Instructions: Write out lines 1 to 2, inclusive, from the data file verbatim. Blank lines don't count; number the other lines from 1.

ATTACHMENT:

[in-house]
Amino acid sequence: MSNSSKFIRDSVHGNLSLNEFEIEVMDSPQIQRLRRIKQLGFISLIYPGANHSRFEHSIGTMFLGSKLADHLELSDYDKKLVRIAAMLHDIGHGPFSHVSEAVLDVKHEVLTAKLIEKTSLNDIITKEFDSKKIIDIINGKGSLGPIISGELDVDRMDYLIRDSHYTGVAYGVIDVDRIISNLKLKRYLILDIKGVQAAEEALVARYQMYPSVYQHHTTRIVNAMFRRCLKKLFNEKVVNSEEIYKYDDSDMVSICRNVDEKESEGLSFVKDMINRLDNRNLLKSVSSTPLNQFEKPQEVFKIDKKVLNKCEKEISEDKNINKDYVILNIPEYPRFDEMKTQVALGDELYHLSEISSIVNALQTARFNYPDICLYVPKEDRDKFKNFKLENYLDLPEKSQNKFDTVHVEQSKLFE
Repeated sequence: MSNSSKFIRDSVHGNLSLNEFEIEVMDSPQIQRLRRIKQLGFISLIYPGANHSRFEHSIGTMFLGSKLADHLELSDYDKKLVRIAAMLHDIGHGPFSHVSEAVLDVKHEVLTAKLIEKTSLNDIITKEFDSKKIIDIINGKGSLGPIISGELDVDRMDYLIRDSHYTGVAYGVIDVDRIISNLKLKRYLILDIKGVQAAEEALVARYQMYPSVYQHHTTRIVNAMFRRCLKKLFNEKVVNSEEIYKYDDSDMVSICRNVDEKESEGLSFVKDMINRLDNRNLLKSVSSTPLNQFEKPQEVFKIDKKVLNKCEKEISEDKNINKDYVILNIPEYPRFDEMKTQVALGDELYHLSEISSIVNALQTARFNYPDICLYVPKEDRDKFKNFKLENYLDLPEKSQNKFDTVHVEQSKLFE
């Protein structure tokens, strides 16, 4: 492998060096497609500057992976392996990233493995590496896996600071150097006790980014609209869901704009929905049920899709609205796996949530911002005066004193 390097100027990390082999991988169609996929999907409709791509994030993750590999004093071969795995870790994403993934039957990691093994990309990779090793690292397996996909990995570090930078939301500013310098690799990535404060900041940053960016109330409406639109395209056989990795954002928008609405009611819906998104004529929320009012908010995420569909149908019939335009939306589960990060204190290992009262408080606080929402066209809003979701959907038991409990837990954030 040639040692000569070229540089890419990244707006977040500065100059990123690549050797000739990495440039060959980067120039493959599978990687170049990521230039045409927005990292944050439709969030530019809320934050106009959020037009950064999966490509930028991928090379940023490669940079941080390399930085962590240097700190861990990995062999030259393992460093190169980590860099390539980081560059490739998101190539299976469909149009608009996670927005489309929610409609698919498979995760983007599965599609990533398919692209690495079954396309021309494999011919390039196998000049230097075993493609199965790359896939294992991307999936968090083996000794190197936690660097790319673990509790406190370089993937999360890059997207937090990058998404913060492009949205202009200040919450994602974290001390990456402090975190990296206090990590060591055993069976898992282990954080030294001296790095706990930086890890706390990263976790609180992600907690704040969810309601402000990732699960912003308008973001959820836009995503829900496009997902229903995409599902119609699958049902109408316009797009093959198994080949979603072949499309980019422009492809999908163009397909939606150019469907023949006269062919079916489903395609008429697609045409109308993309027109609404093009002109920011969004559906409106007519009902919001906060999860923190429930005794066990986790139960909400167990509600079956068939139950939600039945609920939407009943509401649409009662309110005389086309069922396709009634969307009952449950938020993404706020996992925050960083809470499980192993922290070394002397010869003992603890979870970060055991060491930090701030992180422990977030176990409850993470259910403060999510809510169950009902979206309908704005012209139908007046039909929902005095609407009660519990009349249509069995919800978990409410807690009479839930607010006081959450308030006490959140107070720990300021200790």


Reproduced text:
[in-house]
Amino acid sequence: MSNSSKFIRDSVHGNLSLNEFEIEVMDSPQIQRLRRIKQLGFISLIYPGANHSRFEHSIGTMFLGSKLADHLELSDYDKKLVRIAAMLHDIGHGPFSHVSEAVLDVKHEVLTAKLIEKTSLNDIITKEFDSKKIIDIINGKGSLGPIISGELDVDRMDYLIRDSHYTGVAYGVIDVDRIISNLKLKRYLILDIKGVQAAEEALVARYQMYPSVYQHHTTRIVNAMFRRCLKKLFNEKVVNSEEIYKYDDSDMVSICRNVDEKESEGLSFVKDMINRLDNRNLLKSVSSTPLNQFEKPQEVFKIDKKVLNKCEKEISEDKNINKDYVILNIPEYPRFDEMKTQVALGDELYHLSEISSIVNALQTARFNYPDICLYVPKEDRDKFKNFKLENYLDLPEKSQNKFDTVHVEQSKLFE